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(Memolition)   What is less well known about Jim Henson's characters is the fact that nearly all of the seemingly innocent, loveable characters suffer from some form of mental illness or personality disorder   (memolition.com) divider line 54
    More: Obvious, Jim Henson, personality disorders, Sesame Street, mental disorders, tv talk shows  
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5069 clicks; posted to Entertainment » on 22 Dec 2013 at 8:24 AM (34 weeks ago)   |  Favorite    |   share:  Share on Twitter share via Email Share on Facebook   more»



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2013-12-22 08:03:59 AM
...which is why said characters are so relatable to us equally-damaged meatbags.
 
2013-12-22 08:32:45 AM
Done in one.
 
2013-12-22 08:33:57 AM
As do all interesting characters in anything, ever.
 
2013-12-22 08:35:31 AM
And now for a RIC ROMERO NEWS FLASH
 
2013-12-22 08:36:33 AM
If you lack a disorder a mental illness or an addiction of some kind then you are a boring c*nt and all your stories suck.
 
2013-12-22 08:37:28 AM
 
2013-12-22 08:40:21 AM

LonMead: monomania... sadism... homicidal sociopathy...


Monomania

Doo doo doo doo doo

Monomania

Doo doo doo doo.
 
2013-12-22 08:42:10 AM
This crap again? Is psychoanalysis of the Hundred Acre Wood not accepted for your degree anymore?
 
2013-12-22 08:43:57 AM
Jeez.  You can't say Big Bird is schizophrenic for imagining Snuffy, and then say Snuffy is depressed for being gloomy and lethargic.  Pick one, dicksmacks, you can't have both.

Elmo is a child.  Children believe the world is centred around them because in most cases, it hasn't kicked them in the teeth enough to show them otherwise.

Also... the Count is a vampire, not an obsessive-compulsive.  Obsessive need to count objects and engage in ritualistic behaviour is well-documented in vampire lore.
 
2013-12-22 08:44:13 AM

rjakobi: LonMead: monomania... sadism... homicidal sociopathy...

Monomania

Doo doo doo doo doo

Monomania

Doo doo doo doo.


+1 to you, sir!
 
2013-12-22 08:45:41 AM

Mr. Coffee Nerves: ...which is why said characters are so relatable to us equally-damaged meatbags.


They sure are...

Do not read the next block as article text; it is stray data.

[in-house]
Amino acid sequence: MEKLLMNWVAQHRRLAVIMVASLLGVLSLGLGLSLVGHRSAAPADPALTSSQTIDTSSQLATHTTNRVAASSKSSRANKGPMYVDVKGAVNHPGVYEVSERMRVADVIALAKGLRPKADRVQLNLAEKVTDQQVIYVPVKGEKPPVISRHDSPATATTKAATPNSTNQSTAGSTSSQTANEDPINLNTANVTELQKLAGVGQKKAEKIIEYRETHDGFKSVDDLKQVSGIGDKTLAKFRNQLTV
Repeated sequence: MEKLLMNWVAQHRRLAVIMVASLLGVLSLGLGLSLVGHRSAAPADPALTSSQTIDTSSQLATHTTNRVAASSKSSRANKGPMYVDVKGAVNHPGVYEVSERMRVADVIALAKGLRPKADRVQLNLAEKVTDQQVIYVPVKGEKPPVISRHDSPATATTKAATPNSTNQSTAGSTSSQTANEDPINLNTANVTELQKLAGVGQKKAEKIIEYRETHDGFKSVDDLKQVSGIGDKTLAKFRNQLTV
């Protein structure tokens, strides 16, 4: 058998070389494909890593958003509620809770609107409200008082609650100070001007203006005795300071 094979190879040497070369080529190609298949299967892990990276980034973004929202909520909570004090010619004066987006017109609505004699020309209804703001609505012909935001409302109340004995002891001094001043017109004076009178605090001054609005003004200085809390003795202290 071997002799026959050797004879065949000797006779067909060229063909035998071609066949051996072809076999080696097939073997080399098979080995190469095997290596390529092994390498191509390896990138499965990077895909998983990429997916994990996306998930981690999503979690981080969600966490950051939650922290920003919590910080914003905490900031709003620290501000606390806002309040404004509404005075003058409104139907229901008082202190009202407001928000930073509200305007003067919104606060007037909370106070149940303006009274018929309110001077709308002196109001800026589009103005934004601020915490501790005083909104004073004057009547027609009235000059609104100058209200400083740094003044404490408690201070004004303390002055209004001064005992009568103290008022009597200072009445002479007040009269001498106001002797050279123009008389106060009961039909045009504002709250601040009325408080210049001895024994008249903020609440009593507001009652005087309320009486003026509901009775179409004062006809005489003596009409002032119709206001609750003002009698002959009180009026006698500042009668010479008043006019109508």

2013-12-22 08:50:21 AM
just
like
us
 
2013-12-22 08:51:35 AM
One of us.
One of us.
 
2013-12-22 09:10:59 AM
All the characters on Sesame Street are on work release programs.

slightlychristopher.files.wordpress.com
 
2013-12-22 09:28:43 AM

jso2897: As do all interesting characters in anything, ever.


teenage mutant ninja rapist: If you lack a disorder a mental illness or an addiction of some kind then you are a boring c*nt and all your stories suck.


I don't know if you guys are serious or joking, but this does seem to be the go-to recipe for every goddamn writer these days.  And no, I don't mean Sesame Street.

Personally I think it's lazy writing; if a character is destructive, especially self-destructive, then the drama writes itself.  The plot can go on for as long as needed, or end at any time, because internal consistency is not a requirement for insanity.  It also means there's little challenge in thinking through plausible yet entertaining solutions, since there's no need to create tension via an elevated playing field when half the time the enemy is the protagonist's own failings.  On the other hand, that vast middle ground between a well-adjusted protagonist and Mary Sue sure seems elusive to professional writers these days.
 
2013-12-22 09:35:37 AM

dragonchild: jso2897: As do all interesting characters in anything, ever.

teenage mutant ninja rapist: If you lack a disorder a mental illness or an addiction of some kind then you are a boring c*nt and all your stories suck.